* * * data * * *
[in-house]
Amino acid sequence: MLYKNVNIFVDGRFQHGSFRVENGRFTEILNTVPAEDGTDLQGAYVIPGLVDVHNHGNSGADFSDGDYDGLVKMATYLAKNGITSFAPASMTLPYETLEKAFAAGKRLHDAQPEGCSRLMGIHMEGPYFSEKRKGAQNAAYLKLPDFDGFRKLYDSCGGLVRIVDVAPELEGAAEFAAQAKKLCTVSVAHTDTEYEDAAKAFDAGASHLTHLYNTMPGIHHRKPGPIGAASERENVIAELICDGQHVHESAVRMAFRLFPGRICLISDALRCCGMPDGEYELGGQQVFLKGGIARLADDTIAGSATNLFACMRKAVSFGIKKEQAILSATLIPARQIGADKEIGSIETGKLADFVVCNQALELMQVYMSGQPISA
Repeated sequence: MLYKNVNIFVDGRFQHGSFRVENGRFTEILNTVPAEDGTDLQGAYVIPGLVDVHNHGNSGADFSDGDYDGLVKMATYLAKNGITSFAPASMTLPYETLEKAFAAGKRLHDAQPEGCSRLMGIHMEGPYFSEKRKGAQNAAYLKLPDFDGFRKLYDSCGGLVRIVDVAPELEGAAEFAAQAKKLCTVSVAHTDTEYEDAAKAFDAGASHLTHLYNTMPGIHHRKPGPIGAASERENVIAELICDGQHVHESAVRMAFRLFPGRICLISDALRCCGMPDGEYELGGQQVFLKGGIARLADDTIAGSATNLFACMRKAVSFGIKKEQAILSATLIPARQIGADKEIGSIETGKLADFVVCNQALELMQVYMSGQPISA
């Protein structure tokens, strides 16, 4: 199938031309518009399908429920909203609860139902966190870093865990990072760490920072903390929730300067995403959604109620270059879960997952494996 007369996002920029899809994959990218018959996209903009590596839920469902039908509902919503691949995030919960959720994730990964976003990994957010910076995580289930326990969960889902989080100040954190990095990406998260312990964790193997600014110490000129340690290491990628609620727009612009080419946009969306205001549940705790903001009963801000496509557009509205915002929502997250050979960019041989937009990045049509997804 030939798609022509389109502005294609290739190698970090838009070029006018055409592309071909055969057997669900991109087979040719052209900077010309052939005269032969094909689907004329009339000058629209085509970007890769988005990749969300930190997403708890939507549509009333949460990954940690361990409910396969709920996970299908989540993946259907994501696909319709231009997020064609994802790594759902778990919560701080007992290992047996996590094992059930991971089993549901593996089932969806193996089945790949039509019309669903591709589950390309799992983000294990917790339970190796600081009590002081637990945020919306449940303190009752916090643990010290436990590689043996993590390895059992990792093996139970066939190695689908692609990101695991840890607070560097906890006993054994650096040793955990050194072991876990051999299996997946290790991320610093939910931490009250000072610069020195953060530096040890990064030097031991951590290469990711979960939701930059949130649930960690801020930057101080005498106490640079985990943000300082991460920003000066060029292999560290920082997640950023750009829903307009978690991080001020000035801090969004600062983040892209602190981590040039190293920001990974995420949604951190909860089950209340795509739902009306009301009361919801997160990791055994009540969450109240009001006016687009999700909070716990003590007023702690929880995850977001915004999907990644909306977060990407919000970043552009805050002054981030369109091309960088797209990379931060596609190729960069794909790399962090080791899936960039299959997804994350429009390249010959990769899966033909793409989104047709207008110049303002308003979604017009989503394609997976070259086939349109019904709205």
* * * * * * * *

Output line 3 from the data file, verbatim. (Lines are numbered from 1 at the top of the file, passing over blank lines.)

Repeated sequence: MLYKNVNIFVDGRFQHGSFRVENGRFTEILNTVPAEDGTDLQGAYVIPGLVDVHNHGNSGADFSDGDYDGLVKMATYLAKNGITSFAPASMTLPYETLEKAFAAGKRLHDAQPEGCSRLMGIHMEGPYFSEKRKGAQNAAYLKLPDFDGFRKLYDSCGGLVRIVDVAPELEGAAEFAAQAKKLCTVSVAHTDTEYEDAAKAFDAGASHLTHLYNTMPGIHHRKPGPIGAASERENVIAELICDGQHVHESAVRMAFRLFPGRICLISDALRCCGMPDGEYELGGQQVFLKGGIARLADDTIAGSATNLFACMRKAVSFGIKKEQAILSATLIPARQIGADKEIGSIETGKLADFVVCNQALELMQVYMSGQPISA